Air quality to be tested in 4 spots inside N Chennai power station
CHENNAI: Facing complaints of unabated pollution caused by its coal-based thermal power stations, the State power utility, Tangedco, has proposed to test ambient air quality at four locations in and around North Chennai Thermal Power Station.
The utility has floated the bid to test ambient air quality at four locations in and around the NCTPS I for 24 weeks. A Tangedco official said that the bids for testing ambient air quality in four additional locations were invited following the direction from the Tamil Nadu Pollution Control Board (TNPCB).
According to the official, the air quality testing would be done at select locations within the premises of the NCTPS but outside the plant. “Already, the real-time emissions from the stacks of the thermal power station are monitored by the Pollution Control Board,” the official added.
A TNPCB official said that Tangedco was directed to set up ambient air monitoring stations, as the board was getting complaint after complaint about the thermal units. “Ambient air quality monitoring is done outside the plant. It will be fixed in all directions within the NCTPS premises to monitor the air quality,” the official said.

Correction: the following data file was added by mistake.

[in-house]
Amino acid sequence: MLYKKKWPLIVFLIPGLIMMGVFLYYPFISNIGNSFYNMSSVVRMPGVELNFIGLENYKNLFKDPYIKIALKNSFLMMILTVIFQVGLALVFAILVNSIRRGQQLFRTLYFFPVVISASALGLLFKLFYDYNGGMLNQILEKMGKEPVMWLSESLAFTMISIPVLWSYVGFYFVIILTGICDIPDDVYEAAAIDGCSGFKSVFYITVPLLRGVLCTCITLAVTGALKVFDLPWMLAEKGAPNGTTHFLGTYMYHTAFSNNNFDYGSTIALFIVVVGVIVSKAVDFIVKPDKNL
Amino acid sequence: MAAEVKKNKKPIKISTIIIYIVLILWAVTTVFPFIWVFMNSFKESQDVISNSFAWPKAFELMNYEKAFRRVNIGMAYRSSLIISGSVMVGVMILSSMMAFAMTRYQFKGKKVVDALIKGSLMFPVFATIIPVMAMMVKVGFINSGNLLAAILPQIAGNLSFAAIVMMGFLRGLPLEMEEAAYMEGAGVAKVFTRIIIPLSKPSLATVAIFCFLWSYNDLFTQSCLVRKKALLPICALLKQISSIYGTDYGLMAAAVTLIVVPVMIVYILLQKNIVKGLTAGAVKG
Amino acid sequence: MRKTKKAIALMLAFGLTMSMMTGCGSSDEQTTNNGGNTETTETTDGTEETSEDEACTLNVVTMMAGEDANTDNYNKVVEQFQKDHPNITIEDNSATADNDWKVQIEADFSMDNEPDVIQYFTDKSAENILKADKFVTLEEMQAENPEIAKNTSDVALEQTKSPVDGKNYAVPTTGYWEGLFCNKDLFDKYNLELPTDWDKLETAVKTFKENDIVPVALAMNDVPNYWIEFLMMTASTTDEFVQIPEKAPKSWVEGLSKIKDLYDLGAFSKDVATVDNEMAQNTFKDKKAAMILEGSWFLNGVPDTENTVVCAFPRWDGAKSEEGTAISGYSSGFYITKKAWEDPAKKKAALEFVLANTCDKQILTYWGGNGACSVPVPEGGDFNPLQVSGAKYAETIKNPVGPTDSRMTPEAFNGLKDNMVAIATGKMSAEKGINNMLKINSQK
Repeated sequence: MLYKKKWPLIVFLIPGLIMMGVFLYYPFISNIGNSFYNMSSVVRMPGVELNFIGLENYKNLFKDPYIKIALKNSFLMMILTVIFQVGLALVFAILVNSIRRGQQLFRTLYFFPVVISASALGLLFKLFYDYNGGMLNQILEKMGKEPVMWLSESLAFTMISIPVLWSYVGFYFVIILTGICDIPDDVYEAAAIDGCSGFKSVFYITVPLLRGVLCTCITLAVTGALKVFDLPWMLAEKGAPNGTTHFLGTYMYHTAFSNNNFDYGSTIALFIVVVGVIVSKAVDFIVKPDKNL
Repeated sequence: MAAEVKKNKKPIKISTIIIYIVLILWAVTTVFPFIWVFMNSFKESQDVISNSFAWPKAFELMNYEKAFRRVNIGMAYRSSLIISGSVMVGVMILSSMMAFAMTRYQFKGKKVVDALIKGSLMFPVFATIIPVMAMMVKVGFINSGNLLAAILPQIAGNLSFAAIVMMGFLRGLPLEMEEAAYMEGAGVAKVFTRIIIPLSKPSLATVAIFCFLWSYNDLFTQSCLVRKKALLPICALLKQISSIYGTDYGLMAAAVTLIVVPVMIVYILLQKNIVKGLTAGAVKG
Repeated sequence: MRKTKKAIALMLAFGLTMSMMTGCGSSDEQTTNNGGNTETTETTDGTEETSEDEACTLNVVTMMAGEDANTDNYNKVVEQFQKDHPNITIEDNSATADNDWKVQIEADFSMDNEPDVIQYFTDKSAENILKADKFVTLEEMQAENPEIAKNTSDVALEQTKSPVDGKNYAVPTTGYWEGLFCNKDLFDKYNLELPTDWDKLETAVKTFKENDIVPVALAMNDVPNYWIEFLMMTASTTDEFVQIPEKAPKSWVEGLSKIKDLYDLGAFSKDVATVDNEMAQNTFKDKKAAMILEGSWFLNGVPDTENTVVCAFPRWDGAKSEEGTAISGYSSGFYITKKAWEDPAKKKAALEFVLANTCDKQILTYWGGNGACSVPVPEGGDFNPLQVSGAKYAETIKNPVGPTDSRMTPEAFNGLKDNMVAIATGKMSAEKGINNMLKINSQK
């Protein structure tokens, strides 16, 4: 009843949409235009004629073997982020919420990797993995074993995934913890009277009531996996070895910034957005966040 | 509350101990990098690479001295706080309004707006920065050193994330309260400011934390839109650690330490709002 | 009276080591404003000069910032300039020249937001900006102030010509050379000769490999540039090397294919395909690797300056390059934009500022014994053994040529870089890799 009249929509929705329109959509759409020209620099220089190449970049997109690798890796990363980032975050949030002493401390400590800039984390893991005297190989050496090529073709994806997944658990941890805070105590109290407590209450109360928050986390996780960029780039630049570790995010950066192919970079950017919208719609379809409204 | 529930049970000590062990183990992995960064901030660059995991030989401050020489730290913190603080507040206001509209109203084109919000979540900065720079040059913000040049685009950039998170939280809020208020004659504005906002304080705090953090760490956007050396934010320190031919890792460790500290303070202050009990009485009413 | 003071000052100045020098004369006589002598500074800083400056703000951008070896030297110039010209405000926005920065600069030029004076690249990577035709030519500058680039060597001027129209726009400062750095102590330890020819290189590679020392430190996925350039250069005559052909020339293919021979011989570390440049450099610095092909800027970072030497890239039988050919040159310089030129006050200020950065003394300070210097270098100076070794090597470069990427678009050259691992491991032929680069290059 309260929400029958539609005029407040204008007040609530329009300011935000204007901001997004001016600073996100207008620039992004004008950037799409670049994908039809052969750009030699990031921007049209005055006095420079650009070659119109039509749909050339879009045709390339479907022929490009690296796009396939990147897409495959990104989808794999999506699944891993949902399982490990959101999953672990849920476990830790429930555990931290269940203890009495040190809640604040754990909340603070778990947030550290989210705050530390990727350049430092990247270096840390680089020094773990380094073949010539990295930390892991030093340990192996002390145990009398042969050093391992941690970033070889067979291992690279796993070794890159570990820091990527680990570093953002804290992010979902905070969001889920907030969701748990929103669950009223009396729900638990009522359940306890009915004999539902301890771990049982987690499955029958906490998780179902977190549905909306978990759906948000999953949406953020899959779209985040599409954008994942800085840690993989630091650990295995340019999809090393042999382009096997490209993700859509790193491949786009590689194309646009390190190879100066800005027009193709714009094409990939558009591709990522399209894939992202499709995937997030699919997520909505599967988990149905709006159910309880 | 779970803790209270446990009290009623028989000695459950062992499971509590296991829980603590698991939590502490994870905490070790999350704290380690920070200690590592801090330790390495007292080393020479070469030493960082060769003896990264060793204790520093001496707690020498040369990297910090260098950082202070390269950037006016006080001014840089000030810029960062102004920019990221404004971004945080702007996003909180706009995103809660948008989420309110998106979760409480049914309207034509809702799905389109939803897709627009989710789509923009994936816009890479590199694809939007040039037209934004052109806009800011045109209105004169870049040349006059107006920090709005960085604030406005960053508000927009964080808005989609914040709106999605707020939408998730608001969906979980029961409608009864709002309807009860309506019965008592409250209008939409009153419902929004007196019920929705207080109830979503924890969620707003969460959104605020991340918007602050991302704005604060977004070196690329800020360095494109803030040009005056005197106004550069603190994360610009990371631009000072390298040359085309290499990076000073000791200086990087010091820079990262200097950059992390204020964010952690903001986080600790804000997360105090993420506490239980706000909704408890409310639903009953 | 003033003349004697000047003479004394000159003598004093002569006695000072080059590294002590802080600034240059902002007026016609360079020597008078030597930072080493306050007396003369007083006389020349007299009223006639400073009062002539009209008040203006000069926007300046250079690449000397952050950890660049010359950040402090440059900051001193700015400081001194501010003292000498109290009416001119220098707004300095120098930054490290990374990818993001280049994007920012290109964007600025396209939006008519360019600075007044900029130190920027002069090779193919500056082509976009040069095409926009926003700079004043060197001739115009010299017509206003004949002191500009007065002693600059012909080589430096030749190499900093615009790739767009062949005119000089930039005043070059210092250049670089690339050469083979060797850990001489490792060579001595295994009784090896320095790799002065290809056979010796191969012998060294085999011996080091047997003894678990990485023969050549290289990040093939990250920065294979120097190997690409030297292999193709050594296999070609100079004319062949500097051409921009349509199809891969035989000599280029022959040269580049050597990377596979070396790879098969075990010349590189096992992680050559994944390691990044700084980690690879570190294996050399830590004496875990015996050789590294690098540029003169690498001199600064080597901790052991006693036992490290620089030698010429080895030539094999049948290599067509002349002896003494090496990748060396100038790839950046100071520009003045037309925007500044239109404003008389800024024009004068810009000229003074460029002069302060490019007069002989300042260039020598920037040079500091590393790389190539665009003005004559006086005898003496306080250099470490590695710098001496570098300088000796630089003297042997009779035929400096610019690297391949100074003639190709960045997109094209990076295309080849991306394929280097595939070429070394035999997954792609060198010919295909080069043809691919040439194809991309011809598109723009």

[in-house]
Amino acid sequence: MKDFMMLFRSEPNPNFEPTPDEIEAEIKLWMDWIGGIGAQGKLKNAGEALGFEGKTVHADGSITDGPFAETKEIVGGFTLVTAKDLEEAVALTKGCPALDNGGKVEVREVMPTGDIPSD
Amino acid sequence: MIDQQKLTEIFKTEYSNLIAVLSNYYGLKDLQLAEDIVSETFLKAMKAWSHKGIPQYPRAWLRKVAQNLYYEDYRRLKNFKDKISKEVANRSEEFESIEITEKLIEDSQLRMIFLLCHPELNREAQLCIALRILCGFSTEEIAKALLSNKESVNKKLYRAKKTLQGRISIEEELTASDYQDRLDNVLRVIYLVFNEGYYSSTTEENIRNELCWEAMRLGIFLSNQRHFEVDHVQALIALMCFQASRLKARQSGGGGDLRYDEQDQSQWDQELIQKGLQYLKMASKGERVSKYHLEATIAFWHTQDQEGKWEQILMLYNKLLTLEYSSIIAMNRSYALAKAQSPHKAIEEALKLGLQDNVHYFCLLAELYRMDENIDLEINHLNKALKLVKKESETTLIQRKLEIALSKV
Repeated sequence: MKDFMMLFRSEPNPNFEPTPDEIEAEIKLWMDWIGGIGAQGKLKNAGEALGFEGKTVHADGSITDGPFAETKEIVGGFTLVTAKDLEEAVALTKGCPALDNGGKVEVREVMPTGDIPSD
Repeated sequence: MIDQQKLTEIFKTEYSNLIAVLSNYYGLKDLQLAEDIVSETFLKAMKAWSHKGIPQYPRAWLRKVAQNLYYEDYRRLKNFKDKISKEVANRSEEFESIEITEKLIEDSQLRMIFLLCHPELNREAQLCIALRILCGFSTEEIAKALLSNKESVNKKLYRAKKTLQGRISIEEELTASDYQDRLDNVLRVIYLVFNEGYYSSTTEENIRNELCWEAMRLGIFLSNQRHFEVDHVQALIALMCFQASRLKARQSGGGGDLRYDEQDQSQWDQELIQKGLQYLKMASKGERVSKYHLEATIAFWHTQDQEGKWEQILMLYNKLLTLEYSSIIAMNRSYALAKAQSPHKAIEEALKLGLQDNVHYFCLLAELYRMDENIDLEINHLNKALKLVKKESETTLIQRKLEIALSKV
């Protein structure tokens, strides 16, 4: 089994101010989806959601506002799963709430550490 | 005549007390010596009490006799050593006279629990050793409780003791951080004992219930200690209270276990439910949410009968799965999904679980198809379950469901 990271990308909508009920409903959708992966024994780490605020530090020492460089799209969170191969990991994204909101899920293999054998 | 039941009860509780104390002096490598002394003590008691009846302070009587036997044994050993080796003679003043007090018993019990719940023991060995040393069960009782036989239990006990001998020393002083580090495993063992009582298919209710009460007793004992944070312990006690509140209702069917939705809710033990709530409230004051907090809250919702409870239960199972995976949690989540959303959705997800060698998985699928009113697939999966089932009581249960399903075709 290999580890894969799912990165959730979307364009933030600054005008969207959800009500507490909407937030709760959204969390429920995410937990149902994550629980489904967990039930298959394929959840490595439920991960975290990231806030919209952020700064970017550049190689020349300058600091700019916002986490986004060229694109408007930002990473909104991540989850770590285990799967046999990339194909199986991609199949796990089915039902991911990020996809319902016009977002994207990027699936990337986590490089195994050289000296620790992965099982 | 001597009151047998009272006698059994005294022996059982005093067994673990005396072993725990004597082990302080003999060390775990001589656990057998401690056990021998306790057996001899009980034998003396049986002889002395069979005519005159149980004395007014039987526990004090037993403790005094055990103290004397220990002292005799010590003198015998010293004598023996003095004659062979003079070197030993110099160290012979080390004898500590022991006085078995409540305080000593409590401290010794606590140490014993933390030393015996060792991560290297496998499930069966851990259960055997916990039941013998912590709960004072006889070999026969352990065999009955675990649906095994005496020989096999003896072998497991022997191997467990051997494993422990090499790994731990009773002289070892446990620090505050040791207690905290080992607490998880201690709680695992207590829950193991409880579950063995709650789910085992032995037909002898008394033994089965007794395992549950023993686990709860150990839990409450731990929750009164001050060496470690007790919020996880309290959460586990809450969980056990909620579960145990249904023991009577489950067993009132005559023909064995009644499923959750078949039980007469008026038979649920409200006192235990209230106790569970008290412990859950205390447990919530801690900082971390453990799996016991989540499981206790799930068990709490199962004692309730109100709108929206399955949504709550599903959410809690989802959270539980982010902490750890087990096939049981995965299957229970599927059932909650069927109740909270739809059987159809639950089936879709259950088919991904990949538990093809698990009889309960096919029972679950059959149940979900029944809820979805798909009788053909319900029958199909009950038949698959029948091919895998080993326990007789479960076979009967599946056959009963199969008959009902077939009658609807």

Ambient air monitoring would help monitor the fugitive emissions from openly stored coal, fly ash and vehicular emissions, the official added.
Nityanand Jayaraman, a city-based environmentalist, said the need of the hour was to set up additional ambient monitors outside the plant premises in places like Ennore and Tiruvottiyur. “There is occupational hazard in the plant, and thus air quality should be monitored for the workers’ seek. But the need of the hour is to have additional monitoring outside the plant considering public health,” he said.
He noted that the existing air quality monitoring has demonstrated that Tangedco has violated the emission norms. “Action should be taken against the utility for violations. The TNPCB has to enforce the law but it is a ‘toothless tiger’,” he said, adding that installing monitors was only a first step.
Tangedco should then comply with the real-time monitoring guidelines which they would not follow, he said, alleging that the power utility has no intention to comply with the environmental laws. However, the TNPCB would not act against it because it generates electricity, he said.